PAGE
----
Bangladesh police fired rubber bullets to disperse thousands of workers who protested for a third day Wednesday over the nation's worst factory blaze which prompted the arrest of three plant managers.
At least 5,000 workers left their factories and joined the protests, pelting stones and streaming through the main streets of Ashulia industrial area, just outside Dhaka and home to 500 manufacturing outlets, police said.
"They were demanding justice for the fire victims and arrest of the (plant) owner," police official Faruq Ahmed told AFP, referring to a weekend blaze at a local garment factory that left 110 people dead and more than 100 injured.
Police have arrested three managers of Tazreen Fashion factory hit by the fire, following charges that they stopped workers from leaving the burning plant when the fire alarm sounded, insisting that it was just a routine drill.
Industrial police deputy director Moktar Hossain said police fired rubber bullets, tear gas and jets of hot water from a water cannon to break up the crowd. "We were forced to react as they started pelting officers with stones."
The online edition of the mass-circulated Daily Star said workers also vandalised factories and torched motorcycles, injuring at least 20 people.
More than 100 factories at Ashulia, where the Tazreen plant is located, declared an impromptu holiday for the day, fearing the protests could grow into large-scale industrial unrest.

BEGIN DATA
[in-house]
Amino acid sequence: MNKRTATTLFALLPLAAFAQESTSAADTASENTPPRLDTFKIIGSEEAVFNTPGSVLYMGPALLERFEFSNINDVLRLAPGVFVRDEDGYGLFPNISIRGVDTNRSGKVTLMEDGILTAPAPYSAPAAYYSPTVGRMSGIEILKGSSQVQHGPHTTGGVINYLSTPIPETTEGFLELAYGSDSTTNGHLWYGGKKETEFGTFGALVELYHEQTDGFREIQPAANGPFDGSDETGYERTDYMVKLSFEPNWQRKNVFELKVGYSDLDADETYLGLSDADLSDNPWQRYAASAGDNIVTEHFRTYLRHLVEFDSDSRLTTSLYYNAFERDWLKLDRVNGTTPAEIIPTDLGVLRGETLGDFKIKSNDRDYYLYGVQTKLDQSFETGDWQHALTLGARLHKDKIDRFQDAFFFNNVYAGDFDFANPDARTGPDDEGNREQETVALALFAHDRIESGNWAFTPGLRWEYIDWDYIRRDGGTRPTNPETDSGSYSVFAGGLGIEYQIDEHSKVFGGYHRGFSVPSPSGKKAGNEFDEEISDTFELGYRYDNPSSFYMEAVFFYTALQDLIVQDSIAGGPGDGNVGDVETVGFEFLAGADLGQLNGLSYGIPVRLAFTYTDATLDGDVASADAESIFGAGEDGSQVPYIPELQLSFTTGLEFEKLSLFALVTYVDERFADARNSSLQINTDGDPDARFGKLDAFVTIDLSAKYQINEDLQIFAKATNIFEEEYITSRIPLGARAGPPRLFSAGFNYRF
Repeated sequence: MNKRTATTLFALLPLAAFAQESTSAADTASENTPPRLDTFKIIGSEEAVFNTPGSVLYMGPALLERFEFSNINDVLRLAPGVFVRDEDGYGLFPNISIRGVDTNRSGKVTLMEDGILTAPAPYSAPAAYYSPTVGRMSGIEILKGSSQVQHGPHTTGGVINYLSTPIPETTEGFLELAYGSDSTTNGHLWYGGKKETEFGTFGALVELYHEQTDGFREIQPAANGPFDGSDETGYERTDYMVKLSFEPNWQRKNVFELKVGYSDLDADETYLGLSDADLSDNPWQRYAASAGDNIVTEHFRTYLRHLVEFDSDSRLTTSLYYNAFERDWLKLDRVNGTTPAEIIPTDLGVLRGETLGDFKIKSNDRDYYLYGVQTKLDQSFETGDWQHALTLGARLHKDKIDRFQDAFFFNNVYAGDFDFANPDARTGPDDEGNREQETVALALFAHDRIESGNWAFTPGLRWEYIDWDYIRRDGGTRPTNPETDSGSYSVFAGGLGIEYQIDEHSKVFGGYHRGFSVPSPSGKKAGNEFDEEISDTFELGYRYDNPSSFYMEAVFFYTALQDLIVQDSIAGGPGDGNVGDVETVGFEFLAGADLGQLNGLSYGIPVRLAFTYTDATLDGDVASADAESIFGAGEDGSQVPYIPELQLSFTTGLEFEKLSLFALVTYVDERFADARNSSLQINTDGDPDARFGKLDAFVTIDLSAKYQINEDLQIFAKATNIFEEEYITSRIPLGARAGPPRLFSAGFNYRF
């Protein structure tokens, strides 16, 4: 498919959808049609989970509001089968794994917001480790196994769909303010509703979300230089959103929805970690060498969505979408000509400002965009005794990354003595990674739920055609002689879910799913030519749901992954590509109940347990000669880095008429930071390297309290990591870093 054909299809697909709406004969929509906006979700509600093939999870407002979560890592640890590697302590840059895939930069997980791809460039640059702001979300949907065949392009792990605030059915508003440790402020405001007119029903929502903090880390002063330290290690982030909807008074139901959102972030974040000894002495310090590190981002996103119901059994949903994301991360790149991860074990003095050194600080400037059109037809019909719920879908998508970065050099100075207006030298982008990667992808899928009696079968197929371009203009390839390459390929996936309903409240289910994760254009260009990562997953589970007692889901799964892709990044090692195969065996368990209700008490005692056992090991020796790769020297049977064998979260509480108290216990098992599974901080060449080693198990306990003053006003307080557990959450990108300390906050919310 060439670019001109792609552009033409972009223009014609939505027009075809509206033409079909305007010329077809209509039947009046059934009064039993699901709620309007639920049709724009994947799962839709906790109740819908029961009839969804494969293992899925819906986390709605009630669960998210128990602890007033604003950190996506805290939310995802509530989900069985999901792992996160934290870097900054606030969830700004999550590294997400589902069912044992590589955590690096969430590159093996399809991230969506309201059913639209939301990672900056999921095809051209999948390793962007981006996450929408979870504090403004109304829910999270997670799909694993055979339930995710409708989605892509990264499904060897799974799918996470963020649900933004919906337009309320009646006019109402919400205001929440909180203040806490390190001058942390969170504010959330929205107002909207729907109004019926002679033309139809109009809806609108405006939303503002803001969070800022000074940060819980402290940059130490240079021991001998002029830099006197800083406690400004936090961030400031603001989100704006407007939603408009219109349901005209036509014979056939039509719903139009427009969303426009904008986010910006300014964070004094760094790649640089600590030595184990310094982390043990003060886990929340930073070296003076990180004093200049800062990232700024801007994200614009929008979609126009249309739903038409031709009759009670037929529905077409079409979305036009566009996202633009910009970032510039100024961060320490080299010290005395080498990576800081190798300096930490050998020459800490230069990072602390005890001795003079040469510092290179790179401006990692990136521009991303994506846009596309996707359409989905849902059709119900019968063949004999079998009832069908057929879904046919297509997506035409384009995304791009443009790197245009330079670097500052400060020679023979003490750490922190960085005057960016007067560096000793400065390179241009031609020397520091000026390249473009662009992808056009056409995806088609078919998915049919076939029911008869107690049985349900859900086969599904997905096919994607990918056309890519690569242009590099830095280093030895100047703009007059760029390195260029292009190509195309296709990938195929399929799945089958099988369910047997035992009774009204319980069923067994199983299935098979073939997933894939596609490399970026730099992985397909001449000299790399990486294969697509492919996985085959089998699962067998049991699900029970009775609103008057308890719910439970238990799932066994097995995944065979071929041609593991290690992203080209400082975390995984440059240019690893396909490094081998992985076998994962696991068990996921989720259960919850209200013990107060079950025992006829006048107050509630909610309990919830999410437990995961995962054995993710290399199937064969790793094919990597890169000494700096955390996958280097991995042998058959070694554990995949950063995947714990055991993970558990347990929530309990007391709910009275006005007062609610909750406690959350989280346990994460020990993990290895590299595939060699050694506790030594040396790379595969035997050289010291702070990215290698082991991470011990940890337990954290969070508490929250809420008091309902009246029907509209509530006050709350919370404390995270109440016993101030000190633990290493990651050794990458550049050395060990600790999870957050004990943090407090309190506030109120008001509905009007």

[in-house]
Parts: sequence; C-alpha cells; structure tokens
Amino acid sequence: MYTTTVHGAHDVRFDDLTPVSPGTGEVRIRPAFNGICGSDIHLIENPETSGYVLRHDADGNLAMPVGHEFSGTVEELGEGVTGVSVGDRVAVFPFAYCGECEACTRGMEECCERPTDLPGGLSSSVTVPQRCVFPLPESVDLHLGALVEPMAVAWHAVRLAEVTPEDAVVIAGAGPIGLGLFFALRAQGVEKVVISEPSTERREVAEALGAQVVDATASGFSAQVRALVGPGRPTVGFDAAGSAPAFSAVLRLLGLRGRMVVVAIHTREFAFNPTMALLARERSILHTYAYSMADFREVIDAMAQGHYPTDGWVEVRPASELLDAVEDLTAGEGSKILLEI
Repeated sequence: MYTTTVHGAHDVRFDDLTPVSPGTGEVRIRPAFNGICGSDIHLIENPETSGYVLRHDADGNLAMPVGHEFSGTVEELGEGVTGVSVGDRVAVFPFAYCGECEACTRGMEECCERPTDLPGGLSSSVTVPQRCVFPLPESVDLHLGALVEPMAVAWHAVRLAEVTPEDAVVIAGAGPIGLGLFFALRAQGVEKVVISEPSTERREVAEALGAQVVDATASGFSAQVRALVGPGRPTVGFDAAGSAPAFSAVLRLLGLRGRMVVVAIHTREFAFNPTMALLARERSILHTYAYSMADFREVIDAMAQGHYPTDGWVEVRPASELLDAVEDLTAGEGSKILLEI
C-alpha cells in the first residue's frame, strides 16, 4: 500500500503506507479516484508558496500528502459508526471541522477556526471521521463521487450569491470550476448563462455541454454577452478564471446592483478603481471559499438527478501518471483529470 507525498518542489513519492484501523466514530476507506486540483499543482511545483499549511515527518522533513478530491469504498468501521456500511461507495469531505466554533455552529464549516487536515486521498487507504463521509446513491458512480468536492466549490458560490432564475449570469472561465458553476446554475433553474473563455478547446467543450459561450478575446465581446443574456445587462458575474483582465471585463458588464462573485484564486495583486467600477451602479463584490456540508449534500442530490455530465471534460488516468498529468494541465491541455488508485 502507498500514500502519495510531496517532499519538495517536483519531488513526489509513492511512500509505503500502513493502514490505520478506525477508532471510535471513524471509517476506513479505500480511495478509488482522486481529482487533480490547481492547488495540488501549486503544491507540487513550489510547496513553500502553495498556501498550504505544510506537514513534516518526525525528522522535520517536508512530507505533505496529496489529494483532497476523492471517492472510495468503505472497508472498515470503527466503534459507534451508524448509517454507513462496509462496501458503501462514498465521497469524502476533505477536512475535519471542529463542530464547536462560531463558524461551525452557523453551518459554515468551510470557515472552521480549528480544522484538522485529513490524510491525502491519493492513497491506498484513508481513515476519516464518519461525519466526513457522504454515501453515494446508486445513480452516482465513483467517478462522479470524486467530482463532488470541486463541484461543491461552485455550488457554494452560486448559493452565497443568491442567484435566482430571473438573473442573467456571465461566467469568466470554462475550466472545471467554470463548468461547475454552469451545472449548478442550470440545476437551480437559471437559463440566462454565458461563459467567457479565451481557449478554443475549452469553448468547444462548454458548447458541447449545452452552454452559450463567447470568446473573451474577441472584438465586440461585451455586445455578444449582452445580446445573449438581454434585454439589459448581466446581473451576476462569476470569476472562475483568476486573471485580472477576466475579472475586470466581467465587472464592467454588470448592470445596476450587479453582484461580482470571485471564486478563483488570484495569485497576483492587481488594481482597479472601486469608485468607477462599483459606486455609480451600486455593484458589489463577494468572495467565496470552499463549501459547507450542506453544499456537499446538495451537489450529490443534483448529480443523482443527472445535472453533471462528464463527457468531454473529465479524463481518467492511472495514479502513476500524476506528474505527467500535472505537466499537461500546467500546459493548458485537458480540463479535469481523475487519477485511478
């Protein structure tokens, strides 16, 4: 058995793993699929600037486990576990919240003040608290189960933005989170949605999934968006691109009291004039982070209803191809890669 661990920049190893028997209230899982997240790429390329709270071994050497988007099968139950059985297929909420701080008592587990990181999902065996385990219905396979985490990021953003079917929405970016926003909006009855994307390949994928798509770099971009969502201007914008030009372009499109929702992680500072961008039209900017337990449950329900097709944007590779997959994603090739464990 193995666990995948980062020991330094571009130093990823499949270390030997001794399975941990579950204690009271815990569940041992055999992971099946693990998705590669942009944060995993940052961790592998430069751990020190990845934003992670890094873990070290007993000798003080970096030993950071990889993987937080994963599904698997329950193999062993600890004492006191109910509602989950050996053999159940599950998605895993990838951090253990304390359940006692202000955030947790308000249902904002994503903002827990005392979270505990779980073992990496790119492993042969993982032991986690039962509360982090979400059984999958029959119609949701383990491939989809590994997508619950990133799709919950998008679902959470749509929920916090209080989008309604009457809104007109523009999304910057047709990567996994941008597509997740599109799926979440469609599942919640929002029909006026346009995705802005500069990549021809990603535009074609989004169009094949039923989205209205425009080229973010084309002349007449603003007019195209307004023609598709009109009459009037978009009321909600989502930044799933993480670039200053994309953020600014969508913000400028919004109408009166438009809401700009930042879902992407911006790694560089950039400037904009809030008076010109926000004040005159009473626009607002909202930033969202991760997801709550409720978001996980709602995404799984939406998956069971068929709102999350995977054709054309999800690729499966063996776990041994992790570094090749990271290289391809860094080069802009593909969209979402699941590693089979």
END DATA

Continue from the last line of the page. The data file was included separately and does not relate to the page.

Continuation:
Police arrested an administrative officer, the store in-charge and a security supervisor of the factory, following charges that they told panicked workers they had nothing to worry about when the fire started.
"All three are mid-level managers of Tazreen. Survivors told us they did not allow the workers to escape the fire, saying it was a routine fire drill," Dhaka police chief Habibur Rahman told AFP.
"There are also allegations that they even padlocked doors," he said.
The burning factory supplied clothes to a variety of international brands including US retail giant Walmart.
Two government inquiries have already been set up to establish the cause of the worst factory fire to hit Bangladesh's garment industry, which employs three million and is the mainstay of the economy.
The shocked nation observed a day of national mourning Tuesday. Green and red Bangladeshi flags flew at half-mast alongside black flags atop government offices and the nation's 4,500 garment factories.
Rahman said police also questioned Tazreen's owner, Delwar Hossain, about alleged building rules violations after inspectors found the nine-storey factory only had permission for three floors.
Around 700 garment workers have been killed in dozens of fires since 2006, according to the Clean Clothes Campaign, an Amsterdam-based textile rights group. But none of the owners has been prosecuted over previous blazes.
Campaigners allege Western firms which make clothes in Bangladesh hide behind inadequate safety audits to help drive down costs.
After European chain C&A and Hong Kong-based Li & Fung confirmed they had orders at Tazreen, Walmart also acknowledged some of its products were made there and said it had terminated ties with the supplier.
Meanwhile, about 50 employees were hurt in a stampede after smoke from an air cooler at a five-storey factory triggered panic among workers in Bangladesh's port city of Chittagong, the general manager of the industrial park said.
"Of the injured, 25 people were rushed to Chittagong Medical College Hospital. Another 20 workers were given first aid," said Abdur Rashid of the Chittagong Export Processing Zone, where the factory is based.